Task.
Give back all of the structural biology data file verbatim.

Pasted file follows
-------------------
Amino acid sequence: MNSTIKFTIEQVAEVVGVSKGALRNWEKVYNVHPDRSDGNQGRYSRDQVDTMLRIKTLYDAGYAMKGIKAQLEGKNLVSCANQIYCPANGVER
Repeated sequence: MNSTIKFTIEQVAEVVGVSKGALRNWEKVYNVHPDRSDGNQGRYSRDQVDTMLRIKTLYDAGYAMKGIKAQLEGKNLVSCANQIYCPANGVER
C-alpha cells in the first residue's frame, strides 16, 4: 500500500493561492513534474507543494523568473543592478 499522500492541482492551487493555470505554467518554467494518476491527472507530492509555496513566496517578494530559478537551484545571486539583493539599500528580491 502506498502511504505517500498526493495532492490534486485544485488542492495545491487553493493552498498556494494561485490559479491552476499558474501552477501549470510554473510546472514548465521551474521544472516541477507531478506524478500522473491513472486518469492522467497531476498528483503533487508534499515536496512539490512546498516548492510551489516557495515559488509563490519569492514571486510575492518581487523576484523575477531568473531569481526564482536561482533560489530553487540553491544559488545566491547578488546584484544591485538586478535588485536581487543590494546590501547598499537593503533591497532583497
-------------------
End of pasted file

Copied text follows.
Amino acid sequence: MNSTIKFTIEQVAEVVGVSKGALRNWEKVYNVHPDRSDGNQGRYSRDQVDTMLRIKTLYDAGYAMKGIKAQLEGKNLVSCANQIYCPANGVER
Repeated sequence: MNSTIKFTIEQVAEVVGVSKGALRNWEKVYNVHPDRSDGNQGRYSRDQVDTMLRIKTLYDAGYAMKGIKAQLEGKNLVSCANQIYCPANGVER
C-alpha cells in the first residue's frame, strides 16, 4: 500500500493561492513534474507543494523568473543592478 499522500492541482492551487493555470505554467518554467494518476491527472507530492509555496513566496517578494530559478537551484545571486539583493539599500528580491 502506498502511504505517500498526493495532492490534486485544485488542492495545491487553493493552498498556494494561485490559479491552476499558474501552477501549470510554473510546472514548465521551474521544472516541477507531478506524478500522473491513472486518469492522467497531476498528483503533487508534499515536496512539490512546498516548492510551489516557495515559488509563490519569492514571486510575492518581487523576484523575477531568473531569481526564482536561482533560489530553487540553491544559488545566491547578488546584484544591485538586478535588485536581487543590494546590501547598499537593503533591497532583497